Fringe Theory – Badass Chicks


Angela Robinson, who directed Disney’s Herbie: Fully Loaded and wrote and directed D.E.B.S., is currently working as a producer, director and writer on Season 4 of The L Word. She is also at work on New Line’s upcoming film Jenbot and Disney’s Witches.

The badass chick has taken a drubbing in the last couple of years, much to my dismay. Movies like Elektra, Ultraviolet and Catwoman bombed, leading the industry to declare that nobody wants to see movies about women kicking ass. Buffy and Alias are off the air (sad), and we wait with bated breath to see if Joss Whedon will ever get the greenlight to make Wonder Woman.

But do not despair. Below is a list of below-the-radar badass chick stuff to make you proud.

No. 1: Strangers in Paradise

Somebody gave me Strangers in Paradise, in the form of individual comics, to read a couple of years ago, and I had trouble getting into it. I put it down and forgot about it. But I picked it up again last Christmas and kept reading, and it blew my mind. Strangers in Paradise is a graphic novel written by Terry Moore, this straight, white, married guy in Houston, Texas, which makes absolutely no sense. The women and lesbian characters are so wonderfully written and carefully drawn that it’s truly bizarre that this story comes from this guy. But I met him, he’s cool, and his story is fantastic.

It’s the story of friends/lovers Katchoo, Francine and David, and their relationships, affairs and fights over the course of a lifetime. It is set against the backdrop of a crazy, violent crime story involving an evil, wealthy, lesbian mobster who runs a shadowy organization known as the Parker Girls — an institution of which Katchoo, our lesbian hero, was once a part and has now escaped from. Katchoo tries to start over and re-enters the life of her one true unrequited love, Francine (a presumably straight girl-next-door who has too many boy troubles), but Katchoo’s violent past follows her, and soon Francine and everything Katchoo holds dear is in danger.

At the heart of the story is this heart-wrenching, funny, romantic tale of two women who are soul mates, and how life, circumstance and their own stupid baggage conspire to keep them apart. It is about the line between love and friendship, straight and gay, enemies and lovers — Terry manages to fit it all in, ricocheting from dark crime story to romantic comedy to good old-fashioned drama. It is pretty impossible to describe the tone, but somehow it works. And the artwork is amazing.

I was so into Strangers in Paradise that I stalked Terry at a Comic-Con earlier this year, and we are going to team up to try and bring Strangers in Paradise to the small screen in some incarnation in the next year or two.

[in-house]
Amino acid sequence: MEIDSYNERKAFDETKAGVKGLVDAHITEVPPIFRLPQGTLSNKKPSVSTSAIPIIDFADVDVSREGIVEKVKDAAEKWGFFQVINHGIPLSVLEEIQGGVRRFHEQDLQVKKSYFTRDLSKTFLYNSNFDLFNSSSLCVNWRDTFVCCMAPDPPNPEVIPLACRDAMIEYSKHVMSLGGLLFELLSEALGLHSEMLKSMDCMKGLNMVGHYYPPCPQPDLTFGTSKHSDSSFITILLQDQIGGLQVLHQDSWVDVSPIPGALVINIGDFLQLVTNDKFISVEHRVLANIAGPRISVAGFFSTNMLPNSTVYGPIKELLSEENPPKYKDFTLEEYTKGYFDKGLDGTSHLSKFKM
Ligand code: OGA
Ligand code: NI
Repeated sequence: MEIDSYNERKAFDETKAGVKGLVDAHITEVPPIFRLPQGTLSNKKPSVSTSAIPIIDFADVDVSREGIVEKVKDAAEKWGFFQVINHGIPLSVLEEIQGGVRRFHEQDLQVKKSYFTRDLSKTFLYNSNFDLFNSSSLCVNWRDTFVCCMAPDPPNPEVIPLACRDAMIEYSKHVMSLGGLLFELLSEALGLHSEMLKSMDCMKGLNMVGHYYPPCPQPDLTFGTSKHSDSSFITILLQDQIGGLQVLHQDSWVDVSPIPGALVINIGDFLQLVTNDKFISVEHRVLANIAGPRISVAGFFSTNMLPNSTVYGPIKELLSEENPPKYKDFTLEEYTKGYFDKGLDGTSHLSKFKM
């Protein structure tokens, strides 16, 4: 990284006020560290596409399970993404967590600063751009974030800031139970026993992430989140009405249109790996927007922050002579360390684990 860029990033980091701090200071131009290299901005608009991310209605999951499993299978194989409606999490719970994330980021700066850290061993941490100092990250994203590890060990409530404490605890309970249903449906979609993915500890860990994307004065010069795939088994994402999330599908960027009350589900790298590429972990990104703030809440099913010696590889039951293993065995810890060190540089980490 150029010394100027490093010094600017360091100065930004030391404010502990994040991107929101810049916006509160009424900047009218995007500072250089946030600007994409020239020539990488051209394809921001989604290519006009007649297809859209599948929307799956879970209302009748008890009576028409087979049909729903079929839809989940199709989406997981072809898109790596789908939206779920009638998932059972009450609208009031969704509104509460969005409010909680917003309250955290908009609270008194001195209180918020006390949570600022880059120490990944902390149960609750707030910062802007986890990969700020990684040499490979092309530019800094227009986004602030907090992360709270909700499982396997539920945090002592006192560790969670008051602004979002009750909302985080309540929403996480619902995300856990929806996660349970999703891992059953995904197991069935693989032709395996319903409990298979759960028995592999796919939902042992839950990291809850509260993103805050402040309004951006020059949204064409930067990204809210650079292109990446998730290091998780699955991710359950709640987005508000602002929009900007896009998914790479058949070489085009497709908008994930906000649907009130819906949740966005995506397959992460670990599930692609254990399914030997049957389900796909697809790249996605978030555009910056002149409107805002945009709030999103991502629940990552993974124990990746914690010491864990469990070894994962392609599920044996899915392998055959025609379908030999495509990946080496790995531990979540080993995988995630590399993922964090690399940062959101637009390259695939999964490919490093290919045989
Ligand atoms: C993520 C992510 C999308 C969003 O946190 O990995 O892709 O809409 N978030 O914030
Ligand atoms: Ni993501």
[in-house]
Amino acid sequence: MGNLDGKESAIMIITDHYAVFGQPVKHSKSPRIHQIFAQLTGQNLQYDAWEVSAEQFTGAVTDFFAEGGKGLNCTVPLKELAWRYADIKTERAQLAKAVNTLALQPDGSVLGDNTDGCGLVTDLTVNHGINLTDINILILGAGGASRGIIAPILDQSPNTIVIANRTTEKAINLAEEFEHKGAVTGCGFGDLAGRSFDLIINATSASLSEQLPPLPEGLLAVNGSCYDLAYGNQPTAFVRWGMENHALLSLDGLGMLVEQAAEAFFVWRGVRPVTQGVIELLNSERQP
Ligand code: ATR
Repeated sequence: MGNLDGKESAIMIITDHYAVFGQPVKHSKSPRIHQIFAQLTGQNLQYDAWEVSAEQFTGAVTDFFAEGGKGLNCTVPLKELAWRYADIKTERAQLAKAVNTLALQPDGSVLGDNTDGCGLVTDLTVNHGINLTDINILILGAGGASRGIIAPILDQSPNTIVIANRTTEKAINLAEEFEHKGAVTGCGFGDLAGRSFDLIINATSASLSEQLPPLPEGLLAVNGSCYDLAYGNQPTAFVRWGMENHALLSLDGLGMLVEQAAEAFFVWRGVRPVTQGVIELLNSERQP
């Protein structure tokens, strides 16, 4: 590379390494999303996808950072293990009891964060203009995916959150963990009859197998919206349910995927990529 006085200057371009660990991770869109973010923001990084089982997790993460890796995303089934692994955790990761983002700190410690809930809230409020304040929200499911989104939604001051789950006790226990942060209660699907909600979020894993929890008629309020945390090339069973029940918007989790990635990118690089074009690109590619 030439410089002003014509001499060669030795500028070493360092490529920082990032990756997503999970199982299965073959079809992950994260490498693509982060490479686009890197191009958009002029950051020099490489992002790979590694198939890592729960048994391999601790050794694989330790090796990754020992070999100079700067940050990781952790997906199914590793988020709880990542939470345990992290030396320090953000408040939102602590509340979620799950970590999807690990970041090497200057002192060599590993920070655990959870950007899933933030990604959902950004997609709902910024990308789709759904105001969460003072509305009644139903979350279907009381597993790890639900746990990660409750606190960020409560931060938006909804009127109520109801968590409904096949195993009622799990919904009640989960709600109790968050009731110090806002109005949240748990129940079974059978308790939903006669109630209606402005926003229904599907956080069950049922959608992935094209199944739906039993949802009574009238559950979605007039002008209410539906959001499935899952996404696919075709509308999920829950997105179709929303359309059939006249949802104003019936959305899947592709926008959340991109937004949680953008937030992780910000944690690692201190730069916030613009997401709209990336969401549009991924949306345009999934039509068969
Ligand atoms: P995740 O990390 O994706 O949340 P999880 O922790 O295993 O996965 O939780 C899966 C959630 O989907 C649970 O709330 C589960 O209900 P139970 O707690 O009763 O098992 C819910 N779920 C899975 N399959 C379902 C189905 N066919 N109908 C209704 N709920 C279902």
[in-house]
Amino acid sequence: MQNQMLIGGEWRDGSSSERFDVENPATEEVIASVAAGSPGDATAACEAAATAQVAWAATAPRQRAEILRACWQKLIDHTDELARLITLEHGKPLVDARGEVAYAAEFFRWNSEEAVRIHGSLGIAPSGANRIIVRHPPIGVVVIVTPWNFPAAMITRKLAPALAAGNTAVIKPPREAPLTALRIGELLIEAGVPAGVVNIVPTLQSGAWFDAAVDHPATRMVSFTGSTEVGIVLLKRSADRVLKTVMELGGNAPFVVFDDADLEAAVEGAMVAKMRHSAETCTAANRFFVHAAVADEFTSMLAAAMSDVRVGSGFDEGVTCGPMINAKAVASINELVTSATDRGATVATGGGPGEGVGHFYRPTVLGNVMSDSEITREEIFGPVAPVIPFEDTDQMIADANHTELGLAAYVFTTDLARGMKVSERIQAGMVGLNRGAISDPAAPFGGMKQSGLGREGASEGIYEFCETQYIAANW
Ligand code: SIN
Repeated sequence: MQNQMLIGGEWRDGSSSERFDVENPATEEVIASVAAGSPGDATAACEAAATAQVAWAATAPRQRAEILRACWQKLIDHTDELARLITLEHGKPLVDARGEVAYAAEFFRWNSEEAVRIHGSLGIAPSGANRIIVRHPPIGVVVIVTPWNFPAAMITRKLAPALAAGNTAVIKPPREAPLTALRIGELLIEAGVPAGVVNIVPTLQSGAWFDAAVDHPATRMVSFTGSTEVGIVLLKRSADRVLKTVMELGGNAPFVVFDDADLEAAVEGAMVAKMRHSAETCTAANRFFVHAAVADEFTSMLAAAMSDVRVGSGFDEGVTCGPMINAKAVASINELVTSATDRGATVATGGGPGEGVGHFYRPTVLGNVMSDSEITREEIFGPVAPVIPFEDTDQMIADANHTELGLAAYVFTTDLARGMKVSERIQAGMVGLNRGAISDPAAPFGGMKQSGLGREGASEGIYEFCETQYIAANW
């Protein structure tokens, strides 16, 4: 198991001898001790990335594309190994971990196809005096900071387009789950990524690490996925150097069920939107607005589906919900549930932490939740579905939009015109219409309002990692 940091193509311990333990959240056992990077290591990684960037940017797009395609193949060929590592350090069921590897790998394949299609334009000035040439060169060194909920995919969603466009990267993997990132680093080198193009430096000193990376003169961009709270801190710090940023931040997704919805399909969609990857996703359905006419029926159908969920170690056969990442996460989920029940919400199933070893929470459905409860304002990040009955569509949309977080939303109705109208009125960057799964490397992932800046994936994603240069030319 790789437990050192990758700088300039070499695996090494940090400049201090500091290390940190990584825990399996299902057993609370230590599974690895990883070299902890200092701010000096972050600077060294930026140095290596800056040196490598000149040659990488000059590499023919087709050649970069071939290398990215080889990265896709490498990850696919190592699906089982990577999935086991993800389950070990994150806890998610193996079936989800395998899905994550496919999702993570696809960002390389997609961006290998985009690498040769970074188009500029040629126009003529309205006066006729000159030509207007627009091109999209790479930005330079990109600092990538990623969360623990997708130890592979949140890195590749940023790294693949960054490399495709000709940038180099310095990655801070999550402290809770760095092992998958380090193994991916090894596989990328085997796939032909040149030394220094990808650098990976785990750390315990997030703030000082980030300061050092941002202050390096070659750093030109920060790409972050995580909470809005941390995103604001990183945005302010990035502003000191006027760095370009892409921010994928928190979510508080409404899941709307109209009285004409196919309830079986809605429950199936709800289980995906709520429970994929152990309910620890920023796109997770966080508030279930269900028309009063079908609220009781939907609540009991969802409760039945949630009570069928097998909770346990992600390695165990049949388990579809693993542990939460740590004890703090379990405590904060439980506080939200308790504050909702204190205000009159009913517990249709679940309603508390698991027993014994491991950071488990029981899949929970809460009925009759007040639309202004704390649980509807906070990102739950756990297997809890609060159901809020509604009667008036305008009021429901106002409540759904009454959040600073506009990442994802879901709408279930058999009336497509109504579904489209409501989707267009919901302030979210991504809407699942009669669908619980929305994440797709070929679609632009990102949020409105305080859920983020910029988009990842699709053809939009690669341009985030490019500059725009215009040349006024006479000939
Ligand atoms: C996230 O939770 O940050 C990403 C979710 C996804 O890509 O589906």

The entire series has been collected into five pocket books, where you can read the series from beginning to end. A warning: The first two books start off a little slow, but are definitely worth reading because they set the stage for when the series really kicks in, in Books 3 and 4. They’re comic books, so they’re a fast read. Order them up for this holiday season, put away a little time and curl up with a good graphic novel — you won’t be disappointed. (You can buy it here, or check out the web site at

OK, No. 2 recommendation: Y: The Last Man

Wow. I can’t say enough good things about this graphic novel series. If my mind wasn’t blown to pieces by Strangers in Paradise, the remaining pieces of grey matter would be incinerated by how incredibly good this graphic novel is. OK, here’s the premise. On a given day, at a given moment, every man on earth dies from a mysterious plague except for one: our hero, Yorick Brown. Yorick now exists in a post-apocalyptic world inhabited entirely by women, and he must survive long enough to figure out why he was the only man not killed by the plague, reboot the human race, and hopefully find his fiancée, who was visiting Australia at the time of the apocalypse.

Now, in less capable hands than those of the exceptional writer Brian K. Vaughan and the inspired artist Pia Guerra, this premise could be really cheesy and turn into a one-man sexual escapade along the lines of “if you were the last man on earth with a million women …” Instead, the team behind Y: The Last Man has imagined a plausible, frightening action-thriller which asks the question: What would a world run by women be like?

The government is devastated; farming, shipping and commerce are in shambles; the economic rubric of the world comes crashing down. How does one eat, sleep, survive? What happens to sexual identity in a world without men? Does it even exist? How are groups and communities organized in the absence of a patriarchy? The series examines all these issues while introducing us to a badass and motley group of women committed to helping Yorick stay alive.

Yorick himself is a funny, bumbling, sensitive guy who — and this is the series’ first great move — decides he wants to stay committed to his fiancée and not have sex until he finds her. So expectations are entirely reversed. You’ve got the last man on Earth and he does not want to have sex. (Happily, a few of the ladies do.) Check it out: Buy it at or check out Vertigo Comics Online.

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